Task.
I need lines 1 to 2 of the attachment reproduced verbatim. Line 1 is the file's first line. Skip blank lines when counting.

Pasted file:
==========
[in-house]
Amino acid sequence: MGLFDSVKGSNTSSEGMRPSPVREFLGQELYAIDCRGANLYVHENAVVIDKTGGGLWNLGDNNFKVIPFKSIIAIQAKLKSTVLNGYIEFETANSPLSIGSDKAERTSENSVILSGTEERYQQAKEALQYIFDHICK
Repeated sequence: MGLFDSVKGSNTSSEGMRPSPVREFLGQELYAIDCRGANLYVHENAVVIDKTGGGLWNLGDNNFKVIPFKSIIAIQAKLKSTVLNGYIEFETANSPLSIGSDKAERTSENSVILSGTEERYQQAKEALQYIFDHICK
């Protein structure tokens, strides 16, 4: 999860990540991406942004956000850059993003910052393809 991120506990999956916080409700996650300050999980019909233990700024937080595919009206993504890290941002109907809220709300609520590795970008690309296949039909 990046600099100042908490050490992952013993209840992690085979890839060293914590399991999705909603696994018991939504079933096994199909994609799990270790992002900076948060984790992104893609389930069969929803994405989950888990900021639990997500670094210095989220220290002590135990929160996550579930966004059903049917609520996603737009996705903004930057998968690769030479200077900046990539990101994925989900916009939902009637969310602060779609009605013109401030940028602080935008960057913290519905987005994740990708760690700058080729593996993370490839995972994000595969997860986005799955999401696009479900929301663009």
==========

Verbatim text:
[in-house]
Amino acid sequence: MGLFDSVKGSNTSSEGMRPSPVREFLGQELYAIDCRGANLYVHENAVVIDKTGGGLWNLGDNNFKVIPFKSIIAIQAKLKSTVLNGYIEFETANSPLSIGSDKAERTSENSVILSGTEERYQQAKEALQYIFDHICK